She Who Must Be Obeyed and I located the nearest Walgreens (there are only two in our city) and proceeded to buy out their entire stock of Penn’s flavor. In order to make a fair comparison, we also bought a pint of Adkins’ flavor. Penn created Magic Swirtle, a sweet cream base with a salted chocolate swirl and miniature caramel-filled chocolate turtles. (“Swirtle” – swirl + turtle – was coined by teammate LaToya Jackson, making her one lasting contribution to American culture.)
It’s a nicely balanced scoop with no one flavor overpowering another. The label says the base is vanilla, but it’s faint enough that it tastes more like a sweet cream. There are plenty of turtle bits included, and you can see the detail on the shell and feet. I’m not at all concerned that we have eight more pints of the stuff; it’s been very popular at Chez Belm.
I wish I could say the same about Adkins’ Maple Macadamia Mashup, maple ice cream with dry roasted macadamia nuts. (The name was suggested by Gary Busey, the living reminder of the need for helmet laws.)
The ice cream doesn’t just look monochromatic, it tastes that way as well. While I give Adkins credit for using real maple syrup, it has a burnt aftertaste. Dry roasting the macadamias gives them more bite, but they still lack the snap of walnuts that are traditionally paired with maple. Consumers, at least here in New England, agree: There are still pints of this left in the Walgreens freezers.
Did Penn win? No, he did not. He had to sit across from and act respectful to a man with hair described as looking “like cotton candy made of piss.” Trump tipped his hand when he mentioned that Penn had said “some bad things” about him (some quoted above), which revealed him to be as petty and vindictive as expected. Opportunity Village received the most money, but Adkins got the win. Penn emerged with his dignity intact and a bump in ticket sales. We all got to eat some decent ice cream. So who’s the real winner?
Trying to explain to Donal Trump that beauty and art can be more important than money is like trying to explain to Donal Trump that beauty and art can be more important than money.
There’s nothing like a dinner party to force me to dust off the cobwebs and start cooking creatively. We had attended a wonderful gathering in January – probably the best non-restaurant dinner we had enjoyed in years – so I felt it was time to reciprocate. And the bar had been raised. So here’s what I served to She Who Must Be Obeyed and six guests last Friday:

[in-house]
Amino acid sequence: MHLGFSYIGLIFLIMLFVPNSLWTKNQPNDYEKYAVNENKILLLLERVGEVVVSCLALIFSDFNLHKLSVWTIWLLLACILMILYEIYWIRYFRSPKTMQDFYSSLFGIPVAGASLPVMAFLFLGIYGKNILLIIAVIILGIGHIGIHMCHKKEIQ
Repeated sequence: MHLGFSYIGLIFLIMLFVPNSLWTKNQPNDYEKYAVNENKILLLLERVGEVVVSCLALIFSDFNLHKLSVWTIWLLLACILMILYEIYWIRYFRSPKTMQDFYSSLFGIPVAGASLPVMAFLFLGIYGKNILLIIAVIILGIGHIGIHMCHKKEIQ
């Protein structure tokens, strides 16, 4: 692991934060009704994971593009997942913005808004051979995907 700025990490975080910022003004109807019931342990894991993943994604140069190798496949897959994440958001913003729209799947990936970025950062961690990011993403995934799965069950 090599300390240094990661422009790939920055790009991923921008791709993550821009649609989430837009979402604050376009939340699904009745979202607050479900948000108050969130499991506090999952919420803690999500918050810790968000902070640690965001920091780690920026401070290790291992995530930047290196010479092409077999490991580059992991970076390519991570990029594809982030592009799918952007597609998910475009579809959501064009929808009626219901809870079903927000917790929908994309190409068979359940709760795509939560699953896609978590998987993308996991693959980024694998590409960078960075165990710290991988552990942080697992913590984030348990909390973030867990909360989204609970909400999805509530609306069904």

These were single bites of English cucumber and tuna belly topped with a hibiscus/ginger/lime sphere, soy pudding (solidified soy), radish, and daikon sprout. (Recipe thanks to Tony Cascino)
A shameless lift from Takashi in New York. Shiso leaf, toasted nori, beef tenderloin with a smear of soy pudding, and fresh uni courtesy of Journeyman (who also supplied the pâté). These first two courses were served with Tokubetsu Junmai Nigori “Dreamy Clouds” sake.
Panache of Vegetables
Clockwise from 12 o’clock position: basil gelatin, sweet corn mousse, beet foam, tomato purée, cauliflower mousse, peach granita, sliced avocado topped with almond sorbet. This is a Ferran Adriá recipe published in an obscure cookbook, a test of my ability to blend, strain, and gelatinize disparate vegetables, and a display of my awful quenelle forming skills. Served with prosecco.
Duck Breast Roulade with Corn and Morels
Duck breast glued into a cylinder with transglutaminase, wrapped in savoy cabbage, and cooked sous vide to medium rare, served over reduced duck stock and creamed sweet corn, topped with fresh morel mushrooms. Accompanied by a Ravenswood 2007 Big River Zinfandel.
Foie gras ice cream sandwiches made with fresh ginger snaps, strawberry, pepper, and a dot of balsamic glaze. Served with Eden ice cider.
Chocolate, Raspberry, Vanilla, Scotch
Flourless chocolate cake, gianduja bark, chocolate crumb, vanilla/single malt scotch ice cream, and raspberry sauce. Served with Graham’s 20 year old tawny port.
The entire group agreed that we should continue the dinners by hosting at our respective homes. I hope this doesn’t escalate into a food war. Who am I kidding? I hope this does escalate into a food war.
I received this email the next day:
one of my social media followers saw the photos I was posting of the meal last night and guessed we were eating at Journeyman. 🙂 “No, no, about a block and a half from there…”
Things may be quiet here, but I assure you I have been cooking. The soups and stews that have kept us warm and fed during the Month of Endless Winter may not be blogworthy, but they have provided me with an opportunity to explore the depths of the Deep Storage Facility.
I could pretend that the first day of spring and The Complete Nose to Tail arrived simultaneously, but the book is two months old. Still, a recipe for rabbit seems appropriate for a spring/Easter post. And I had a rabbit in the freezer.
I braised the sections in a quart of what began as trotter gear, but has mutated though various pheasant and guinea fowl preparations into a general game stock that I keep straining, reducing, and returning to the freezer.
After the pieces cooled I dredged them in flour and breadcrumbs, with a bit of Dijon mustard in the egg wash. Chef Henderson likes the combination of rabbit and mustard.
After a short trip in the deep fryer the rabbit was ready to eat, accompanied by roasted sprouts with bacon (of course, bacon).
He Who Will Not Be Ignored declared it to be “almost as good as [my] fried chicken,” which qualifies as high praise. It was moist and crispy, slightly sweet from the braise, with a faint bite from the mustard. It reminded me that I should be cooking more rabbit; it’s not just fancy Easter fare, it’s a homey dish that can be made in any season.